Chef Karol Okrasa on May 13 introduces traditional Polish liquor made from wild berries during a “master class” cooking show at the Korean Cuisine Culture Center in Seoul’s Jung-gu District.

Chef Karol Okrasa on May 13 introduces traditional Polish liquor made from wild berries during a “master class” cooking show at the Korean Cuisine Culture Center in Seoul’s Jung-gu District.

By Yoon Sojung
Photos = Kim Sunjoo 
Seoul | May 13, 2019

Polish culinary celebrity Karol Okrasa believes Korean and Polish food have common features.

“First of all, it’s tasty and familiar,” he said in talking about the charm of Korean food.

The executive chef at the InterContinental Warsaw Hotel on May 13 presented a sample of his country’s home cooking in a “master class” cooking show at the Korean Cuisine Culture Center in Seoul’s Jung-gu District. He was joined by Shin Chang-ho, Korean chef and owner of the Michelin-starred restaurant Joo Ok, who introduced Korean home cuisine.

The show marked the opening of the 2019 Korean & Polish Cuisine Culture Exchange, a joint program scheduled to run from May 13-31 and hosted by the Korean Food Promotion Institution (KFPI) and the Polish Embassy in Seoul to mark the 30th anniversary of diplomatic relations.

“Korean food such as kimchi or tofu menus can be easily adapted to Polish cooking,” Okrasa told the audience.

From 2010-11, the Polish chef hosted his own TV cooking show, “Tastes of Time with Karol Okrasa,” on the Polish state network TVP. There, he presented recipes of various Korean entrees such as cabbage kimchi and tofu and showed how to adapt Korean recipes to Polish cooking.

During the master class, Okrasa introduced several of his grandmother’s recipes by featuring kluski śląskie (dumpling-shaped potatoes) and pieczonej kaczki (roasted duck with cream sauce). Earlier, chef Shin presented Korean japchae cellophane noodles and stir-fried vegetables and gamja ongsimi (potato dough soup) by using spring greens such as aster leaves, bamboo shoots and zucchini.

Pieczonej kaczki (roasted duck with cream sauce)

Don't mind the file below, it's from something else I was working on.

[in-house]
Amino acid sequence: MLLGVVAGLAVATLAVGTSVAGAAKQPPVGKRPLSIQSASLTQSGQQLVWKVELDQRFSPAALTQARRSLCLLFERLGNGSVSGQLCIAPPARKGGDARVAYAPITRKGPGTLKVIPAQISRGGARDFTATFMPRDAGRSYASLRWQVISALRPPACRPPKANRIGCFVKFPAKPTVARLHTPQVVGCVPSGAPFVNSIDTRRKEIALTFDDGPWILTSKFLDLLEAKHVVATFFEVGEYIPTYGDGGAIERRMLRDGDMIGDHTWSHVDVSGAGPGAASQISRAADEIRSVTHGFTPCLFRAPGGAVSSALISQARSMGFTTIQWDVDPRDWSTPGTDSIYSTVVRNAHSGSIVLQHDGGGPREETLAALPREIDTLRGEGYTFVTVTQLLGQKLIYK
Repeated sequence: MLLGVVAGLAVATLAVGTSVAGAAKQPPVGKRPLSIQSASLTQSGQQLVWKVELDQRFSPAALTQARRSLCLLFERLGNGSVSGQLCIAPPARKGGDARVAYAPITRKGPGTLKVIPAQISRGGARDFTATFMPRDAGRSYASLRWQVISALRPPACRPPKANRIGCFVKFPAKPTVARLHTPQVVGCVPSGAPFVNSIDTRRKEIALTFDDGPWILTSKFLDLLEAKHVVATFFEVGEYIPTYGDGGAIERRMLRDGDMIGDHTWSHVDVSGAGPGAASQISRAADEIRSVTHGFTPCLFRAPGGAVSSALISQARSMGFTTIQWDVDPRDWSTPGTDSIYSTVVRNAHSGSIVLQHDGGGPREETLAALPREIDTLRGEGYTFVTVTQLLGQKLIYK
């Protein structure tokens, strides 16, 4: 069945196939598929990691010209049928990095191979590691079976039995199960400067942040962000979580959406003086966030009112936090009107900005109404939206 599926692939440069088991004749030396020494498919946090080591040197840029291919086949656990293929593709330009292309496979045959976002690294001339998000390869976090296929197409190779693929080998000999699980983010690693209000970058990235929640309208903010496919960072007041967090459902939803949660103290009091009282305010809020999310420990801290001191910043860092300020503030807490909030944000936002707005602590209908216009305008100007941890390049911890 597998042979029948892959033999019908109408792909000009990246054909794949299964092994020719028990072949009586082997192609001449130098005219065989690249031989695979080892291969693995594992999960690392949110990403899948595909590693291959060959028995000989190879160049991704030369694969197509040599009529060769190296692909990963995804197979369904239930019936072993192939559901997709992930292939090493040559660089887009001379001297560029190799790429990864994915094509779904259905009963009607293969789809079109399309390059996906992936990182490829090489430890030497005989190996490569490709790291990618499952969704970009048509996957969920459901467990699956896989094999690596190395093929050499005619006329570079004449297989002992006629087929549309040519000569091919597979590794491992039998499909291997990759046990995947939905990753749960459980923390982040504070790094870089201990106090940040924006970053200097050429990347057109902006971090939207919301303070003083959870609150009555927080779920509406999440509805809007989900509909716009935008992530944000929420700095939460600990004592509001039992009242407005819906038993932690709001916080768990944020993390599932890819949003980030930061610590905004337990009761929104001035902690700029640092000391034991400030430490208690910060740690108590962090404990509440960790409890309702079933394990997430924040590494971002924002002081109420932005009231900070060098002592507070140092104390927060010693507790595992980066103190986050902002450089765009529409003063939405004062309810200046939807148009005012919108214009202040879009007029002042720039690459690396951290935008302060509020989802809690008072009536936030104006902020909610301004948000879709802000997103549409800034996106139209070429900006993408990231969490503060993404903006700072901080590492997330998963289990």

Pieczonej kaczki (roasted duck with cream sauce)

After sampling the gamja ongsimi cooked by Shin, Okrasa explained that the cuisines of both countries are similar by saying, “Kluski śląskie also has the same chewy texture of this Korean soup.”

“Poles eat a lot of potatoes, and we also have a potato dish that tastes like the Korean dish tteokbokki (rice cake in spicy red sauce).”

The most distinctive characteristics of Polish cuisine, the Polish chef said, are the extensive use of fire to cook such as grilling or smoking meat and a variety of wild berry liquors.

“I know there are many kinds of kimchi using a variety of ingredients. Likewise, we (in Poland) have a variety of tastes using a wide range of wild berries such as elderberries and various herbs,” he said, adding, “I’m sure Koreans will love it once you taste it.”

Calling kimchi his favorite Korean food and even making it for himself, Okrasa said, “This is my second visit to Korea and visiting the kimchi museum has been the most memorable part of this trip.”

“I hope that food can help peoples of the two countries better understand each other’s culture and feel even closer.”

The Ven. Sunjae Mayul, president of the KFPI and a noted temple food master, said, “Along with the Polish Embassy in Korea, we designed this food exchange event to learn more about home cooking in both countries on the occasion of the 30th anniversary of Korea-Poland diplomatic relations.”

“Thanks to this event, I hope that we can find more places to enjoy home cooking from both countries so that we can feel much closer to each other.”

Kluski śląskie (dumpling-shaped potatoes)

Kluski śląskie (dumpling-shaped potatoes)

 

Korean japchae cellophane noodles (left) and stir-fried vegetables and gamja ongsimi (potato dough soup)

Korean japchae cellophane noodles (left) and stir-fried vegetables and gamja ongsimi(potato dough soup)

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